Tourist Murder in Namibia
By Steen Hartsen
In July 2007 German tourist Johannes Fellinger and his wife were visiting Windhoek, Namibia. Fellinger and his wife had stopped by the side of the road in a rented vehicle taking some photographs when they were approached by two men in camouflage gear. The strangers attacked the Mrs. Fellinger, and when her husband attempted to come to her aid they shot and killed him. During the subsequent abduction of Mrs Fellinger and while transporting Mr. Fellinger’s body, the assailants’ vehicle overturned and the accused fled on foot, leaving the injured victim and her husband’s body at the scene of the accident.
Police responded to the crime scene, and took evidence in the form of blood swabs from stones found where the vehicle had overturned, and a green shirt where the body of the deceased was found. Firearms and shell casings were also recovered from the scene. The items requiring nuclear DNA testing were then packaged and shipped to the BCIT Forensic DNA laboratory for analysis.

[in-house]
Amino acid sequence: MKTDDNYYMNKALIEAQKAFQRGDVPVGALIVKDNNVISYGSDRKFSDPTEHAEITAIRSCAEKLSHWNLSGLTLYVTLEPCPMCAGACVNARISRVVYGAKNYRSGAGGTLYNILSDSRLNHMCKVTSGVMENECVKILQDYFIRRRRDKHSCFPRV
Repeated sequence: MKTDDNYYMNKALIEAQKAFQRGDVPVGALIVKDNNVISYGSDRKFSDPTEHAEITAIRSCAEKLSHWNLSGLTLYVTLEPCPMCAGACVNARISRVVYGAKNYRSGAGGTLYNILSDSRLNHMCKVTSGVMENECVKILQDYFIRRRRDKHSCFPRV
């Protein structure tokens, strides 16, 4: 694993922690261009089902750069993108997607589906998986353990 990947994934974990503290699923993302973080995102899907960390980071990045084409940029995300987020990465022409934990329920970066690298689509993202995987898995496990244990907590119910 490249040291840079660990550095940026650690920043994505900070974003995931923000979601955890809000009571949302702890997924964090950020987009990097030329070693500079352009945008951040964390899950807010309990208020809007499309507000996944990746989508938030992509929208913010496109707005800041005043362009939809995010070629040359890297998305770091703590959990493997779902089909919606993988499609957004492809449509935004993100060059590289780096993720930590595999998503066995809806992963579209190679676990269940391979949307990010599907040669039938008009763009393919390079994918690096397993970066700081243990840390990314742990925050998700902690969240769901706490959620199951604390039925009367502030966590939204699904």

Former police officer Fanuel Festus Shipanga and his accomplice, Paulus Kamiti, were arrested as the primary suspects in the offence. Samples of the suspects’ blood were collected as part of the investigation to allow comparisons between the blood found at the crime scene and the suspects in custody. After careful analysis, the BCIT Forensic DNA laboratory was able to match DNA found on the green jacket near the deceased with one of the blood samples taken from one of the accused. Analysis of blood from the rocks at the scene of the crash indicated a match with the known reference sample obtained from the second accused, corroborating a confession that he later claimed was coerced.
In 2010 members of the BCIT Forensic DNA laboratory were flown to Windhoek, Namibia to provide expert testimony about the evidence obtained in this case. Based on the DNA evidence, as well as corroborating testimony from other individuals, the judge found both Fanuel Festus Shipanga and Paulus Kamati guilty on counts of murder, robbery, kidnapping, and other firearm offenses. They were each sentenced to 46 years in prison for their crimes. After exhausting all available appeals in 2014, the convictions have been upheld and both accused will be serving the full term of the conviction.
ViewÂ the Reasons of Judgement below.